The following is one of the most important guidelines when in comes to exercise. So important, in fact, that it applies to every workout you will every do.It is the concept of distress and eustress. Distress is negative stress such as being sick or going through a painful breakup. Eustress is positive ‘stress’ such as accomplishing a goal, being particularly excited about something, or being in a loving relationship. Distress and eustress can come from all parts of your life. Your job, diet, relationships, etc…can all add to your total stress level (positive or negative). Exercise is actually a mix of distress and eustress – but the most immediate effect of a reasonable demanding workout is distress. Each time you plan a workout routine, or begin a workout session, you need to take into account your overall stress level. For example, if you do not have to work very many hours, have access to a great diet, are in a wonderful loving relationship, and are getting plenty of rest every night, you may be able to handle a workout routine consisting of 2 workouts a day – five days a week. If you have a physically demanding job, at which you work long hours, and are going through a ‘tough time’ personally, then the best routine for you may consist of only two workouts a week.

This concept is very important and easily illustrated in the following real life situations.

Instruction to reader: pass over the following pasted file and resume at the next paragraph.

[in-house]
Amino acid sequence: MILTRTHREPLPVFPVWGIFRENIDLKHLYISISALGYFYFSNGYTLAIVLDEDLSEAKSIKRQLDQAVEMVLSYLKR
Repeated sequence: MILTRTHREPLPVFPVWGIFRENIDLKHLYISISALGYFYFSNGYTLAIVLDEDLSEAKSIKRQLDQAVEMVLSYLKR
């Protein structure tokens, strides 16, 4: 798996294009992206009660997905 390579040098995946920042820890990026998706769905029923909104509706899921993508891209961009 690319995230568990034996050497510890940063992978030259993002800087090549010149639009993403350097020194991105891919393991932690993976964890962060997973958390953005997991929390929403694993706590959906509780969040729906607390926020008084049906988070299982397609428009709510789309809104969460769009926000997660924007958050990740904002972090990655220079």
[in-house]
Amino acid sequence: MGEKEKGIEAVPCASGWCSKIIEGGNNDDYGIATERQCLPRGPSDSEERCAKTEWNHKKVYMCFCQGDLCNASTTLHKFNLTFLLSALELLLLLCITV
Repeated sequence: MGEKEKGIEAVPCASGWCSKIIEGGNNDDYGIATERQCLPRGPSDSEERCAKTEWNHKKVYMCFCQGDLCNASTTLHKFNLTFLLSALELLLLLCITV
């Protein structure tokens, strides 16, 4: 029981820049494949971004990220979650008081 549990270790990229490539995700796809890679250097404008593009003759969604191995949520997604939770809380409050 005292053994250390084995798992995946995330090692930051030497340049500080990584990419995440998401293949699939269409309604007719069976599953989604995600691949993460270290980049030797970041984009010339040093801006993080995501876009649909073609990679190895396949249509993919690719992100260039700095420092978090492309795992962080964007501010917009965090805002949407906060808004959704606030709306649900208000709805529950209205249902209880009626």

Situation #1 When I was a junior in college, around the beginning of the year, I had a somewhat demanding workout regimen – I lifted weight and ran 5-6 days a week – and I did all these at a high intensity. I was getting good results, I wasn’t huge, but I was really cut. Unfortunately I also had a demanding school load and I was right on the brink of over training (a lot of distress). Then it happened – I had a dose of personal stress, and it was enough to throw me over the edge. I became sick and had almost zero energy for a couple weeks to a month.

Situation #2 I was studying abroad in Spain. Classes were short and easy. Everyday life was fun and relaxing; I also had good nutrition. I had a good supply of eustress. I lived near gym and trained consistently 4-5 days a week. The training was great; I made gains, and never felt over trained or exhausted.

Situation #3 After leaving Spain, I moved back to San Diego. In San Diego I began training very hard. Life was not the stressful outside of training – but the exercises I was doing were very hard on my body and was not giving myself enough rest. I eventually injured my shoulder. My shoulder joint basically had much more distress then eustress (in the form of giving the muscle a break and chance to heal).

Situation #4 (The current situation) I have a very busy, yet somewhat irregular work schedule. Because of the irregularity, some weeks are harder then others. Because of this, and my experience with over training, I know that some weeks I can perform five to six workouts and some I can only perform two. My results are good so far. I have avoided overtraining, but am still making gains. All in all, I am very happy.